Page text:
Being an IT manager in this ever-changing world of technology and business is hard enough. Throw in a flaky economy and it’s downright perilous. Here’s how to survive.
During the last 10 years, IT managers have been admonished to “cut costs” and “manage more efficiently.” They’ve been subject to myriad other ways to try and squeeze more revenue from the business. And all this comes at a time when the rigors of managing IT and the perils of introducing new technologies into the workplace have created complexity of untold proportions.
Furthermore, the “customers” of IT have asserted their rights in a resoundingly loud voice. Business users are demanding easy access 24/7 to all systems. This is considered a “right,” not simply just nice to have. Add a lengthy and fairly broad-reaching recession to the mix, and you have a strange brew.
So how can you be the best possible IT manager in these recessionary times? Let’s explore this from both a philosophical and practical viewpoint. Philosophically, there are four core issues upon which you should focus:
IT Managers have to inculcate a deep sense of self value into their teams. Too often, IT professionals adopt an approach that’s more, “Yeah well, I’m in IT.” This is tantamount to putting oneself in prison and throwing away the key. During tough times, IT staff members need to be clear on just how much value they provide. They should feel proud of what they can do to steer the company back toward the land of milk and honey.
Healthy companies have to be internally robust in order to satisfy customers and continue to innovate in their product and service offerings. IT is as core to a company’s basic health and culture as any other department. The success and responsiveness and accuracy of IT can make or break an entire day.
The CEO will always tell you that IT people are interchangeable and replaceable. She will claim that IT pros are a monolith with no internal differentiation. In reality, IT skills are NOT fungible. You must be clear on this and communicate this to your IT staff. Expertise is built up over years of learning, experimenting and recognizing patterns.
As with all worthwhile endeavors, managing IT is partially an art form. Also be clear on this: When we “rip and replace” IT folks, we lose the tacit knowledge and replace the complex knowledge provision with rote and robotic execution. Recessions bring out the worst in management, so ensure that your corporate executives understand that your team paints Picassos every day.
So how do you respond to all these challenges? From a philosophical perspective, we’ve covered the four areas of which you need to be aware. From a practical perspective, there are four main action items to keep your IT staff in the spotlight:
The best way to ensure a proper appreciation of your team’s value and place of honor, even in a cost-cutting era, is to communicate your value in ways that the business-centered culture can understand. Make it clear how much your team helps the revenue-generating operations. Make it clear how much money and time you save the company with IT innovations like single sign-on, quick provisioning and the like. Make it clear how IT enables the business.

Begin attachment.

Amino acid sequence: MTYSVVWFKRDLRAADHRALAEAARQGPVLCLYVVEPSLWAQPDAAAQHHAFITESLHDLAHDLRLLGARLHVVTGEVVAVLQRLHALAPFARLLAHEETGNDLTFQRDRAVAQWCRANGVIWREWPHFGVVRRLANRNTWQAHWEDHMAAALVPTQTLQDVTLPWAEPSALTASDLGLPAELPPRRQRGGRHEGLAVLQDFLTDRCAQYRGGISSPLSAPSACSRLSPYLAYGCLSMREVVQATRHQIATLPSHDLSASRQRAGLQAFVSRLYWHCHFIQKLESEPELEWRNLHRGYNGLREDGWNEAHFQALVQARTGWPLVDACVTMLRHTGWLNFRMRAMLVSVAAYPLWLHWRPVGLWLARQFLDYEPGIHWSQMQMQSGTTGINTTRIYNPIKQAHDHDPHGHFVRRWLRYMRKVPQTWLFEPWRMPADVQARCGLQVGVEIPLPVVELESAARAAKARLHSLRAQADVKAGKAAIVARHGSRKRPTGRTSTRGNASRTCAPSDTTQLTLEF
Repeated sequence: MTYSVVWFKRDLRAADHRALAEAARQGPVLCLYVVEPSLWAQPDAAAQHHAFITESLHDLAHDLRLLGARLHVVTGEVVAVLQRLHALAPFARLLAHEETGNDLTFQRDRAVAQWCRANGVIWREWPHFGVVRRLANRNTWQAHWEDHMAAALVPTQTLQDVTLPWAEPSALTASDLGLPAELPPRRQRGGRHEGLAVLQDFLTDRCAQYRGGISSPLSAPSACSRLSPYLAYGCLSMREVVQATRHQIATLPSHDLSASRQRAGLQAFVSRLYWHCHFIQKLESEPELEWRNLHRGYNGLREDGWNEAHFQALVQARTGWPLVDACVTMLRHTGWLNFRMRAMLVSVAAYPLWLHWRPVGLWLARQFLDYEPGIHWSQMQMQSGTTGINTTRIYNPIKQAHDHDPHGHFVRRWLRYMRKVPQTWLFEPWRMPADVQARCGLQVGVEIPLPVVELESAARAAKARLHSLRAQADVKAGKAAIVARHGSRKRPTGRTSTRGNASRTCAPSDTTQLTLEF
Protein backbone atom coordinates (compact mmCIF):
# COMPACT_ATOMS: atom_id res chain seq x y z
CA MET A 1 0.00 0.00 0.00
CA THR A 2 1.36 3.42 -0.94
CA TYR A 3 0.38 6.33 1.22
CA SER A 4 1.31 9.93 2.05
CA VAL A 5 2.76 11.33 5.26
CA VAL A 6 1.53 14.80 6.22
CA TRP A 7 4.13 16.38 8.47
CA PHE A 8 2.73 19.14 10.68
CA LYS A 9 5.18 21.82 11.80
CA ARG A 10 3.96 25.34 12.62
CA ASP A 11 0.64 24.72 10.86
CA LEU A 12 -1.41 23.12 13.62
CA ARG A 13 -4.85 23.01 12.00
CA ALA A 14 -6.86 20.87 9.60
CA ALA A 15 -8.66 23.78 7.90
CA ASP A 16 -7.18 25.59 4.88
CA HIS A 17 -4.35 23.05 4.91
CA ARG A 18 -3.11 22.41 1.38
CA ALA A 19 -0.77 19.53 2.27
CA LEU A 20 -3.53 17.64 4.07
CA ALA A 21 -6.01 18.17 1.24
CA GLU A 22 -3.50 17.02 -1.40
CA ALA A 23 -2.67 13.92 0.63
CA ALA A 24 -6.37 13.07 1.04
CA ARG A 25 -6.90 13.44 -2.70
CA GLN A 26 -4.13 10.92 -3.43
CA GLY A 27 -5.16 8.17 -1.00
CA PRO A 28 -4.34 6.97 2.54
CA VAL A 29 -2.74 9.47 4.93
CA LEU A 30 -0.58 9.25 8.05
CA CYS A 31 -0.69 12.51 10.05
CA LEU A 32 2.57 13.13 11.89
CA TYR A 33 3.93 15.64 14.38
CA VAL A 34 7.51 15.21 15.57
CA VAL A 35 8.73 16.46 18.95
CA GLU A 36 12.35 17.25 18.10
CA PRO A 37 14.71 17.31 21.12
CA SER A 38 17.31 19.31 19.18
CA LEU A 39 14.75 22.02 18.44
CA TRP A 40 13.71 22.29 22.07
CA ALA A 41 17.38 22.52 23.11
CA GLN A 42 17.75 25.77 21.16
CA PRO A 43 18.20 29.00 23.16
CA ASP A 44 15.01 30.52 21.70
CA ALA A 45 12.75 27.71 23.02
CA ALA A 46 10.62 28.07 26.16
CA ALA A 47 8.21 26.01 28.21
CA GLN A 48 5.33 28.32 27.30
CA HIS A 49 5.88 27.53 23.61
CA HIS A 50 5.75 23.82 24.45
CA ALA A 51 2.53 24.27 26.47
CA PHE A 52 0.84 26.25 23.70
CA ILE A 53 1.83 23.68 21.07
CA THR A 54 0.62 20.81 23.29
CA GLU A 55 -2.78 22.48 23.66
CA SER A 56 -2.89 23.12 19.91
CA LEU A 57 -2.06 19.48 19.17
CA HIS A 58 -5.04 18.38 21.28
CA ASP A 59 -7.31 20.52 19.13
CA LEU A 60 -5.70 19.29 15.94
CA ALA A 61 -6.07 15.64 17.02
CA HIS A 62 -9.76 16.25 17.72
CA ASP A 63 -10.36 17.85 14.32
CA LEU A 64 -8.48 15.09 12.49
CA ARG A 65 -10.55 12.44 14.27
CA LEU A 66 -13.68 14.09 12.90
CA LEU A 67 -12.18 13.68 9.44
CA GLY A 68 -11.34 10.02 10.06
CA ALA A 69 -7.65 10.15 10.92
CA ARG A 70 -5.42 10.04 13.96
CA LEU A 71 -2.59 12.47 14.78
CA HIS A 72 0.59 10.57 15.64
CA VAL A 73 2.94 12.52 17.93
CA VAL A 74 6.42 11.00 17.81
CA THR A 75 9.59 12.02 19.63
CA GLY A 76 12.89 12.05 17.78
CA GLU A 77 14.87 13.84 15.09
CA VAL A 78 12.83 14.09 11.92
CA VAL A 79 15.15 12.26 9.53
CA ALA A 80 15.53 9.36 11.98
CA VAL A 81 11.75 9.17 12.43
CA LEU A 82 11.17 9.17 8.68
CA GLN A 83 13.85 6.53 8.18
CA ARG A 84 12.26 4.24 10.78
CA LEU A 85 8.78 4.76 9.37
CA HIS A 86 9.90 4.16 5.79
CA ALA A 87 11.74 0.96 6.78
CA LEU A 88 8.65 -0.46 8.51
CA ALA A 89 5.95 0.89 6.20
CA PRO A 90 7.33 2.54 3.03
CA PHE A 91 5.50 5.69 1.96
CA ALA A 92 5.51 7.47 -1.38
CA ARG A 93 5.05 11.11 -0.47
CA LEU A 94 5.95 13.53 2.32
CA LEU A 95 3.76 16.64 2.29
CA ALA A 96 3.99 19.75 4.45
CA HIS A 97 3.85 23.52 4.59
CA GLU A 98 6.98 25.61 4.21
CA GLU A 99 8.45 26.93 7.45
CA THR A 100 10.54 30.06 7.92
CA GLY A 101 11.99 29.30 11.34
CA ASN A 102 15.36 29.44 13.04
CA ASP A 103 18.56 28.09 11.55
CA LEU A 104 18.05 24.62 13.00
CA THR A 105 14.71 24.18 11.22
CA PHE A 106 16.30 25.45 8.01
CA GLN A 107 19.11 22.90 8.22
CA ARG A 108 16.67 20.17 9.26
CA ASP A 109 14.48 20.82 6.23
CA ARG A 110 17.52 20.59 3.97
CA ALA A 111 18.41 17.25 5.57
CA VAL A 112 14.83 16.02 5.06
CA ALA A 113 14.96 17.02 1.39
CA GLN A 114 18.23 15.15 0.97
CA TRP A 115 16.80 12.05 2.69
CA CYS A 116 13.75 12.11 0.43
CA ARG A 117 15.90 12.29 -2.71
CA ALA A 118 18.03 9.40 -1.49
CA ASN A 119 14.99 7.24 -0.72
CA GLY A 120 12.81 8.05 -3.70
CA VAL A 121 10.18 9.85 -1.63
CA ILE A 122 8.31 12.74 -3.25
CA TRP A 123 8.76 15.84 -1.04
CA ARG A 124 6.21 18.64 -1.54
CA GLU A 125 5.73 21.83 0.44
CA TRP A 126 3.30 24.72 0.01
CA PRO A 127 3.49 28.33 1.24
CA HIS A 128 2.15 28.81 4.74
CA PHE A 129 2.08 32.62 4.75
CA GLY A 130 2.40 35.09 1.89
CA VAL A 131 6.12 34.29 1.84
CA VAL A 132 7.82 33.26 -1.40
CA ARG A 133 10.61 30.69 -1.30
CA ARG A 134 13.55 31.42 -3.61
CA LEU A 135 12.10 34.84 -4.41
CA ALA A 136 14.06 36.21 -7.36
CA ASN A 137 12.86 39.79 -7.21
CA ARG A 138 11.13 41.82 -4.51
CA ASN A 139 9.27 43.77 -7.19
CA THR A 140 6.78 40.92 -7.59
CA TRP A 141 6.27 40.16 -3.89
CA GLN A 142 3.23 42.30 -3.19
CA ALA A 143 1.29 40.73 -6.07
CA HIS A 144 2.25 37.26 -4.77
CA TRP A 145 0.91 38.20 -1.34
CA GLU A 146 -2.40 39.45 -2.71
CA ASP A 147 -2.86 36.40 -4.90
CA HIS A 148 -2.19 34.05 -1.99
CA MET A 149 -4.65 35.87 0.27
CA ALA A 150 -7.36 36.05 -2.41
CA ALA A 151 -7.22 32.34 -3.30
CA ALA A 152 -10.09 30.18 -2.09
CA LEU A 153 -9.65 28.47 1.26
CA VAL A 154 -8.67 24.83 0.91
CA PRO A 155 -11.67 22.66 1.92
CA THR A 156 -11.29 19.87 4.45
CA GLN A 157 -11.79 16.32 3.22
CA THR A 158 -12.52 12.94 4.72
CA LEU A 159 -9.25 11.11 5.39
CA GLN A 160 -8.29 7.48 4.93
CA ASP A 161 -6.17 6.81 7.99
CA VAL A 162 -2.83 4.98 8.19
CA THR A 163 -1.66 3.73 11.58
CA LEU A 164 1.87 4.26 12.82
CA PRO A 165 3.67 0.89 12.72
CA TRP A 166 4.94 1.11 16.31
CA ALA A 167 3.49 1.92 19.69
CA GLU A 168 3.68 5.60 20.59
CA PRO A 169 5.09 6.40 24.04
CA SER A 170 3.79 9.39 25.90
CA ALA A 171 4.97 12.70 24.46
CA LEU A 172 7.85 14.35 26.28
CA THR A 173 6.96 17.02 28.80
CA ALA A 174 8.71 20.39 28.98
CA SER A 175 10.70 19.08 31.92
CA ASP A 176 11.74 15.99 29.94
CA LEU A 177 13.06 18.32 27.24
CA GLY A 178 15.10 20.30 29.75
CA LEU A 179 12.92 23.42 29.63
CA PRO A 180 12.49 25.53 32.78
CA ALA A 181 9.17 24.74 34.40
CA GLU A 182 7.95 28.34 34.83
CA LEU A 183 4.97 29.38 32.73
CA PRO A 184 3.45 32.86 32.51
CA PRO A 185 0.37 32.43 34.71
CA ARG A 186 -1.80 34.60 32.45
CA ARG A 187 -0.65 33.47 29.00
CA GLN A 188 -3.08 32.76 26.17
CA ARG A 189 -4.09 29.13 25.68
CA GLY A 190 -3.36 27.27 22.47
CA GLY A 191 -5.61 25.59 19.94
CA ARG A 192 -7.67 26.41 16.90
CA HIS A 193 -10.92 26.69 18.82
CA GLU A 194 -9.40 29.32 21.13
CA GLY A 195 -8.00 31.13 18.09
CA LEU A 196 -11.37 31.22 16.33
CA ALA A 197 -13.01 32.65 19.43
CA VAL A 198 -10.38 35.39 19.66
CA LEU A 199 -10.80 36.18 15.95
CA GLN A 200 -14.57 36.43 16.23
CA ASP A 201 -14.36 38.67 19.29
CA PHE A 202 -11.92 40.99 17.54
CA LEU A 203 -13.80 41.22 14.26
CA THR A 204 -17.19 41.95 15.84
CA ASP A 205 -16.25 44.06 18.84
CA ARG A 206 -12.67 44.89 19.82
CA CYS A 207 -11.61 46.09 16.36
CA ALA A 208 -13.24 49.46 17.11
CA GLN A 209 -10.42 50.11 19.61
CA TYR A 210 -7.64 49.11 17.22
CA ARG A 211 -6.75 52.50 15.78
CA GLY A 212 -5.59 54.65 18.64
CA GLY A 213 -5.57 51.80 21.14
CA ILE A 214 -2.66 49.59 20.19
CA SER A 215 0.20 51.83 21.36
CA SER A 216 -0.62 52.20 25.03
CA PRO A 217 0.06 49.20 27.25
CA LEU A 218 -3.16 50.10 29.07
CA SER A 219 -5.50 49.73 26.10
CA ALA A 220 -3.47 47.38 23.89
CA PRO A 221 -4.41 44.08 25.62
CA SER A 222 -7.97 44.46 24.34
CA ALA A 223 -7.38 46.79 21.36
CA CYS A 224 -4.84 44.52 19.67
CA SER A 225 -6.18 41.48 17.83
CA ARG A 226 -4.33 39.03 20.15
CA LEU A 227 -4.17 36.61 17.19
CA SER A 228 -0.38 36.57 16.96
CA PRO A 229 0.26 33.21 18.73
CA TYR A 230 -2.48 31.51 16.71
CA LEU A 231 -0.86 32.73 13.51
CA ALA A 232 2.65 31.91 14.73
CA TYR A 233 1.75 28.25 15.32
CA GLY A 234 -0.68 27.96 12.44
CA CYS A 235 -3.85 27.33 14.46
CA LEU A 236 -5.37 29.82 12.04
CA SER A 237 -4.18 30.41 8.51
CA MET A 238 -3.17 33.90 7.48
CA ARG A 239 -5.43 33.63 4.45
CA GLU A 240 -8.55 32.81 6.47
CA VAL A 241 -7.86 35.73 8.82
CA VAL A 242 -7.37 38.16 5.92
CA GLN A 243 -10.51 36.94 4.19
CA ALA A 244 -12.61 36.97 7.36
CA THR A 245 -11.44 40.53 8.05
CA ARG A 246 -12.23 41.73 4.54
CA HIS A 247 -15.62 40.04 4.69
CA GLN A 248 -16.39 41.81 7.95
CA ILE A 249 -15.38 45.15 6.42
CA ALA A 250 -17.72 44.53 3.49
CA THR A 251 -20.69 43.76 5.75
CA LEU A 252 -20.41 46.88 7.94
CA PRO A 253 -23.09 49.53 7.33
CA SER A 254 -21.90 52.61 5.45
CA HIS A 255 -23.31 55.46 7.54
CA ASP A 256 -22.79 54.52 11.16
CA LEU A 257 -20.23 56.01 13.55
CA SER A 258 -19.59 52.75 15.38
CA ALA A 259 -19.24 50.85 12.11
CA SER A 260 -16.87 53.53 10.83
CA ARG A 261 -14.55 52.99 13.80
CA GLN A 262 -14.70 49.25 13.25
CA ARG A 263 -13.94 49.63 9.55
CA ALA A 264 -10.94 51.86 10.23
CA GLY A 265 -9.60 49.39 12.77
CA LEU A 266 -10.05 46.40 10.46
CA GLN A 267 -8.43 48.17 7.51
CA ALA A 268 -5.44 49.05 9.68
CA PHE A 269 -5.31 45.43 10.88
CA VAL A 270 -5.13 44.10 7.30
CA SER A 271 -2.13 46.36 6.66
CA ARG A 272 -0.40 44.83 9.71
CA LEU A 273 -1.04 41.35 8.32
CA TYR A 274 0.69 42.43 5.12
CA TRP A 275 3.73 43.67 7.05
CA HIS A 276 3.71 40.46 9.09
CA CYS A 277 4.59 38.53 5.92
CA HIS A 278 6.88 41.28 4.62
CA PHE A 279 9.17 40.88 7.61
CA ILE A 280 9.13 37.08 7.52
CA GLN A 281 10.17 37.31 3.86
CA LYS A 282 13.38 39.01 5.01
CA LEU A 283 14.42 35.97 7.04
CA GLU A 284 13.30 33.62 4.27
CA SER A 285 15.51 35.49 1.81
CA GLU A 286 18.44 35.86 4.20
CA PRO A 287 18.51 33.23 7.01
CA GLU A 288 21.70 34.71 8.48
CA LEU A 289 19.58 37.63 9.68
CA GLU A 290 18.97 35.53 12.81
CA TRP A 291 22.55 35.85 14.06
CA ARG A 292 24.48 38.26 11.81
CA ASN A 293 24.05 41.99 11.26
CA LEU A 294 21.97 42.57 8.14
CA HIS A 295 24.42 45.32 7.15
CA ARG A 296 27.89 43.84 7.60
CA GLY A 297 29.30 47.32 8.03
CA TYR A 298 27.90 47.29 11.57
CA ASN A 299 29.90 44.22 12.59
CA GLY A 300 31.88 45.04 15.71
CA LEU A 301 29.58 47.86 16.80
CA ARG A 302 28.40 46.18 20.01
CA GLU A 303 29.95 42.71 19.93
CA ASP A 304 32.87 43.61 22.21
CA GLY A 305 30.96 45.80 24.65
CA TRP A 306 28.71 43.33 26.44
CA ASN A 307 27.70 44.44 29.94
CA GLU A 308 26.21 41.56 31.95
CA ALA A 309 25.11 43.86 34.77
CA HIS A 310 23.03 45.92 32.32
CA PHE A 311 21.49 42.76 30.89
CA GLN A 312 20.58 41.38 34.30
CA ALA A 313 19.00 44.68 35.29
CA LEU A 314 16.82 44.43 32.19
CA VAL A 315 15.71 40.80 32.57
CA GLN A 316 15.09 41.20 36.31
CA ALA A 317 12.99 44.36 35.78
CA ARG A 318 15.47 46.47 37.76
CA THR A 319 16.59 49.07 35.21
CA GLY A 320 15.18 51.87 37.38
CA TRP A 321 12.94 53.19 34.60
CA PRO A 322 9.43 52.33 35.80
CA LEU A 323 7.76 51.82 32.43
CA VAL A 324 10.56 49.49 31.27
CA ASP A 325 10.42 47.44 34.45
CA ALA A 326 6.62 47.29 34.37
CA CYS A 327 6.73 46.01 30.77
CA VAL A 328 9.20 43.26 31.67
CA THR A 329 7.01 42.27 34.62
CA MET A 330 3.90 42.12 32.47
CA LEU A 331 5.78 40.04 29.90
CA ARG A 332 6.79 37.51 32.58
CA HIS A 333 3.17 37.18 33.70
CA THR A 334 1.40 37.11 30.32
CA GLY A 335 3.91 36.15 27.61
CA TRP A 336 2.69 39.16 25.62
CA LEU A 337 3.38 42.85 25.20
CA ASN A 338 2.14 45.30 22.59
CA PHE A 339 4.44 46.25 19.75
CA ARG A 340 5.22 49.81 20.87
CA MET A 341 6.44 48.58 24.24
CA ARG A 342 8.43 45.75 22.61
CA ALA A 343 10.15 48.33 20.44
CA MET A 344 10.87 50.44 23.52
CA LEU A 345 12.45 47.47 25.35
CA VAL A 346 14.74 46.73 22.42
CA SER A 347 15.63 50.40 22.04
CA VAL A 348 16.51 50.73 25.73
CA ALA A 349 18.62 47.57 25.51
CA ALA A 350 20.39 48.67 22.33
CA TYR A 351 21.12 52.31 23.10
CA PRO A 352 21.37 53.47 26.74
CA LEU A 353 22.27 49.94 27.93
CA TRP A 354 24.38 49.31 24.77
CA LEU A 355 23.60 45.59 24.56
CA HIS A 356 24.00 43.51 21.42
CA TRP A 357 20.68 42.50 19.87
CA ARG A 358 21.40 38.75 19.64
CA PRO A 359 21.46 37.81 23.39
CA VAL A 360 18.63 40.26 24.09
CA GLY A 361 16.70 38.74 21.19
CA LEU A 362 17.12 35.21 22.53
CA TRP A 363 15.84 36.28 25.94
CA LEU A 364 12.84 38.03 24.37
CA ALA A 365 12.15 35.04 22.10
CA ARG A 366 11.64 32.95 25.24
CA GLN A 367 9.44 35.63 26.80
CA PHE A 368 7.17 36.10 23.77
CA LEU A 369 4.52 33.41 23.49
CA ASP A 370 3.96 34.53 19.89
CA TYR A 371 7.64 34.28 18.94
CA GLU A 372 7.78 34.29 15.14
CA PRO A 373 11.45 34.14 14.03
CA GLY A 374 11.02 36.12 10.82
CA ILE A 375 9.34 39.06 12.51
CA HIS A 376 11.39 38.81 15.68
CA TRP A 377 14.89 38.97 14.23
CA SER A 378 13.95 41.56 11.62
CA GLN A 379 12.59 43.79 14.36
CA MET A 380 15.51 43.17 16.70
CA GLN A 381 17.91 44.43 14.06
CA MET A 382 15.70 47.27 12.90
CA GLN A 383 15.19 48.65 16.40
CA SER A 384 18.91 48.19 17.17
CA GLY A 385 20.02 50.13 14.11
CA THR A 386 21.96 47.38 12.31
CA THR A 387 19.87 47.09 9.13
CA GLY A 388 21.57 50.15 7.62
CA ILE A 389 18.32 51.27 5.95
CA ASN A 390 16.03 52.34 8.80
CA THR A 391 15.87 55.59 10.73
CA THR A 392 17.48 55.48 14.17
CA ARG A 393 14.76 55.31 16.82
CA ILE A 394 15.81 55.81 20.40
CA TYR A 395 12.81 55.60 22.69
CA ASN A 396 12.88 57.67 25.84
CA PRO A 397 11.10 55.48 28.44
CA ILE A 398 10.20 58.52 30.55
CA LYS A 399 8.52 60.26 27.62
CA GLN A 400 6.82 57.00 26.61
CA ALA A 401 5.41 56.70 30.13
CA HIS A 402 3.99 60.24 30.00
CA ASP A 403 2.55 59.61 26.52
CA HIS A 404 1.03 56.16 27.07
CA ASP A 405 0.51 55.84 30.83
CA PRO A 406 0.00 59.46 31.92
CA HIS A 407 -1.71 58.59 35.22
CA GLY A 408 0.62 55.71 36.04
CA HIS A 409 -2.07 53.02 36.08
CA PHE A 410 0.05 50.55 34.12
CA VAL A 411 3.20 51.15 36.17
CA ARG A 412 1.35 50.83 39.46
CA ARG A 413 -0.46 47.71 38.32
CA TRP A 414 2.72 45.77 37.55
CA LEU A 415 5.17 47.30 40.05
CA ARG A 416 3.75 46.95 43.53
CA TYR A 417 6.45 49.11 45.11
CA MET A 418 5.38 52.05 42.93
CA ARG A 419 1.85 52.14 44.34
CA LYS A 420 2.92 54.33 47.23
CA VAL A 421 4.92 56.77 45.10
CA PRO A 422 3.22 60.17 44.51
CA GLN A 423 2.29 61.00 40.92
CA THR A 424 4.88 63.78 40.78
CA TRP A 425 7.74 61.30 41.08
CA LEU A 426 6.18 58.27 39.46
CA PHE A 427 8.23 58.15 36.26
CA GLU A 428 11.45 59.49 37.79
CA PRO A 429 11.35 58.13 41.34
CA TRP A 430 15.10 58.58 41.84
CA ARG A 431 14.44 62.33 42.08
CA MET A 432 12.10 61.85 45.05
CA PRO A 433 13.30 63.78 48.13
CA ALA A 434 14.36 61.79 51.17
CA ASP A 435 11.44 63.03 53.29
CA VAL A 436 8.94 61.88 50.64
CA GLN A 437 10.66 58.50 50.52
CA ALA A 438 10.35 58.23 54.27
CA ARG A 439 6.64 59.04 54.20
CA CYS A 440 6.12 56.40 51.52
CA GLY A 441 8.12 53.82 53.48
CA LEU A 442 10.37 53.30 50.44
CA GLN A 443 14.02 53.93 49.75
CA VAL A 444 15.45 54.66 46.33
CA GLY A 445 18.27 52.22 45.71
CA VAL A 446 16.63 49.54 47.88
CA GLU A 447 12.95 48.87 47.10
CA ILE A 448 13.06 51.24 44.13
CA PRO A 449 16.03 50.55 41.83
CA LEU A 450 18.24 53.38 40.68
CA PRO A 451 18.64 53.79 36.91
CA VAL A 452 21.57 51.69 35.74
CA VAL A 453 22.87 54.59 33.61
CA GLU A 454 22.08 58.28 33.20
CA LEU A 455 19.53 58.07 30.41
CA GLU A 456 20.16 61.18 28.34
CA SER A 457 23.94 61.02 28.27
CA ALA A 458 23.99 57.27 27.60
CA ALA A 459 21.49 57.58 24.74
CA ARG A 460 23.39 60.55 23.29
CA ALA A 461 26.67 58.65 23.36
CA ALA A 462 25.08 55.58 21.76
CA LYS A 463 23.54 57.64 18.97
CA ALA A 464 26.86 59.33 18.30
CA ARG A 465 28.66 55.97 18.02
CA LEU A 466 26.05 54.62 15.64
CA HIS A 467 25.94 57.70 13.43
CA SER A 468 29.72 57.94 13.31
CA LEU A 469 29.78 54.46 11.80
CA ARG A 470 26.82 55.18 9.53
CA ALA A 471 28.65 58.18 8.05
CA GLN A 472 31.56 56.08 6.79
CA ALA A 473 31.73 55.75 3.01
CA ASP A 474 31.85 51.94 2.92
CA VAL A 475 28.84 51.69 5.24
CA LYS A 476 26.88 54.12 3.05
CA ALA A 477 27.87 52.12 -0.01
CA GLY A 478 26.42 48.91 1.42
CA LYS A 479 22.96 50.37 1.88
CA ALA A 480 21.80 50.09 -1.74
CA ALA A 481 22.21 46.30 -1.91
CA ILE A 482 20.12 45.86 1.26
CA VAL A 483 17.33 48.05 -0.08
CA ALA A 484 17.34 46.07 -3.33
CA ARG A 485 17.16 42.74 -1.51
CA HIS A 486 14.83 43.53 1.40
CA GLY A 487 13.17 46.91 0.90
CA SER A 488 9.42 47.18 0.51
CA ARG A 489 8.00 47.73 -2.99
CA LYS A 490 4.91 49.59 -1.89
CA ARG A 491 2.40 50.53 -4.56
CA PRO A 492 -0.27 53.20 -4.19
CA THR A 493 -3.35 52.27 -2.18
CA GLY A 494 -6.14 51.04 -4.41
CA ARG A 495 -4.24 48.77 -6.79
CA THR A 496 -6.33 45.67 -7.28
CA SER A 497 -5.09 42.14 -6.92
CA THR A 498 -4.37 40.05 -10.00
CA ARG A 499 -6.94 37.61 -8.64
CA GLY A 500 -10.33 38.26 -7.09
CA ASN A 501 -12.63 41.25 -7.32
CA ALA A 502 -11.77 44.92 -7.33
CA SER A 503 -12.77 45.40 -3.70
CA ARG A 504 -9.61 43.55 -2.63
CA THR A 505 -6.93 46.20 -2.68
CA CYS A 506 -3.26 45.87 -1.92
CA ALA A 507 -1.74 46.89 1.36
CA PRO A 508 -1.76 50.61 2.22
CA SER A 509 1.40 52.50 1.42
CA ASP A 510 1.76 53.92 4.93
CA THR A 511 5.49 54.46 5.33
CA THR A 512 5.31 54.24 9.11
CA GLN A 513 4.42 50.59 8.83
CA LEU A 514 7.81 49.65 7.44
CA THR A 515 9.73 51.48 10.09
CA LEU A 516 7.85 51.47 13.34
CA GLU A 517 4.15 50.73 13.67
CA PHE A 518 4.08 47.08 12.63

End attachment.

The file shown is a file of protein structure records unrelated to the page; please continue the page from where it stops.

While IT costs money, it is not a “cost.” It is an investment. Communicate this thoroughly with corporate management. In fact, IT done well and coupled with business processes renders competitive advantage. That’s when you move IT from the “investment” side of the ledger to the “cost” side. Customer relationship management (CRM) systems illustrate this well. These systems provide the real time ability to understand the delicate equation between company and customer thought. This artifact of IT is increasingly seen as a differentiator between top-tier and also-ran companies.
In order to show that your entire team has value, you have to emphasize the particular value, role and personality of each member. Too often, IT staffers are thought of as one undifferentiated mass, the monolith mentioned before. In this false scenario, the CEO or CFO can easily say “cut 20 percent.” He may not understand this means cutting particular areas of value, not just reducing expense. So as you tell the story and illustrate comparative advantage, ensure that each individual on the team is represented in all of his glory.
This one seems simple, but in fact is more complex than you might think. What this means, specifically, is that you have to invest the team’s time in learning new things and finding new ways to innovate. As taxing as this might be given an already demanding schedule, it’s the best insurance you have against the scalpel of staff reductions.
Recessions create paranoia and paranoia creates myopia. It is incumbent upon you as an IT manager to not let that myopia be visited upon your team. Follow these few basic tenets, and that should help you ease your team’s way into the hearts and minds of the entire company.